Acts 1 – Luke tells us that Jesus spent 40 days giving many infallible proofs of his resurrection, having more meals with his people, and teaching them more about the Kingdom of God. He wanted to make sure that his resurrection and ongoing life were beyond the shadow of a doubt, and never to be misunderstood. No mind was to be left unconvinced. It worked! It needed to work in order to survive the “religion storm” of the first century.

Acts 3:21 – there is another reference to a “restoration of all things,” with a rare Greek word (apokatastasis) carrying the meaning of God’s intended re-creation of everything he had made.

Romans 8:18-21 – the apostle Paul describes a re-creation and redemption, not simply of humans, but of the planet and the entire Creation. God never stopped liking, or had a change of mind about, all he had first created.

1 Corinthians 15:42-49 – Paul asserts that Jesus physical resurrection body is the model, or prototype, of our new, immortal bodies.

Revelation 21:1-4 – The Bible closes with a final mention of the New Heaven and New Earth, where humans will live on a restored, physical earth in physical bodies, and where all evil and suffering will no longer exist. You could call it an “earthly heaven,” or a “heavenly earth.”

From these, and other passages, we can arrive at the following picture of our future destiny: Far from living as disembodied, “immortal souls” dwelling in a non-physical (“spiritual”) heaven, we are destined to live forever as beings living in Spirit-powered physical bodies on a Spirit-powered physical earth, restored in all its original features, but with the curse of sin, decay, and death removed forever.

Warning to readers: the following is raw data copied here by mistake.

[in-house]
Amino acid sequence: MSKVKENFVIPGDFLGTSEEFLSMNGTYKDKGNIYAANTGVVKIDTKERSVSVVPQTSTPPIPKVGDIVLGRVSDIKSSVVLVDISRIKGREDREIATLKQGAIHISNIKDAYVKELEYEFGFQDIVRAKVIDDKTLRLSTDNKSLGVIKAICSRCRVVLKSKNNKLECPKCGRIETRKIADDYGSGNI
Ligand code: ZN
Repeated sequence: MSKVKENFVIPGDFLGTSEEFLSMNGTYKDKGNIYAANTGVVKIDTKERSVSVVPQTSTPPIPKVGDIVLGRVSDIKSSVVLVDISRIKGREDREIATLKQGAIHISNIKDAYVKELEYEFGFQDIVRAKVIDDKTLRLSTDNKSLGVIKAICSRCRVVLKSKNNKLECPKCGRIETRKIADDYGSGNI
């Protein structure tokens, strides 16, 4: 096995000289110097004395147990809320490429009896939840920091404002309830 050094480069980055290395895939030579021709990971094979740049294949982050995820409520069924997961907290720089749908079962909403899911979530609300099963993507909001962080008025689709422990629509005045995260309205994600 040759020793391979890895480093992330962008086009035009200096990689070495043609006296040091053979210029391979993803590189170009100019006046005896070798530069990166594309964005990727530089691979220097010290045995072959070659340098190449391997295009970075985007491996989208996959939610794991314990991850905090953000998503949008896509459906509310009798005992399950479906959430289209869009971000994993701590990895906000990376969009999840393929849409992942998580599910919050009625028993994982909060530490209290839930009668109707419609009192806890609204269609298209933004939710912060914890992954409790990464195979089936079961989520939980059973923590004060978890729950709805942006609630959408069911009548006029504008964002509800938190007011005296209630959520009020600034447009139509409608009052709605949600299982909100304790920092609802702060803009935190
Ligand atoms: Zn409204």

There’s more. We are encouraged to imagine what was previously unimaginable. In 1 Corinthians 2:9-10, the Holy Spirit has revealed to us what previously no eye had ever seen, not ear heard, nor ever before was even imagined. In other words, we are now free to picture what life will be like, given the general outlines of the new Creation.

Since the entire Bible consistently regards everything that God made as “very good,” we can imagine life-everlasting with the assumption that what good things that already exist will be there as well. It’s not hard to picture it: trees and plants of every kind bursting with delicious food, flowers, lakes and waterways, mountains, valleys, plains, rocks, grass, fields, people, as well as birds, squirrels, and animals of every variety. What is to be marveled at and enjoyed, is not to be annihilated, or exchanged for something totally different (or better), but is to be transformed, profoundly enhanced, and eternalized.

Christians can still differ as to the variety of interim events that may occur between life here and life there. But those are of limited interest and importance in light of our clearly defined final destiny.

It’s Easter! It’s time to toss our hats in the air to celebrate what it means. Let’s proclaim to the world the astonishing conclusion to the play we know as life. Let’s tell of the over-the-top, super-Paradise God has in store for his world, for those who love him, want him, his will, and his kingdom more than anything else. Let’s expect more from God, not less.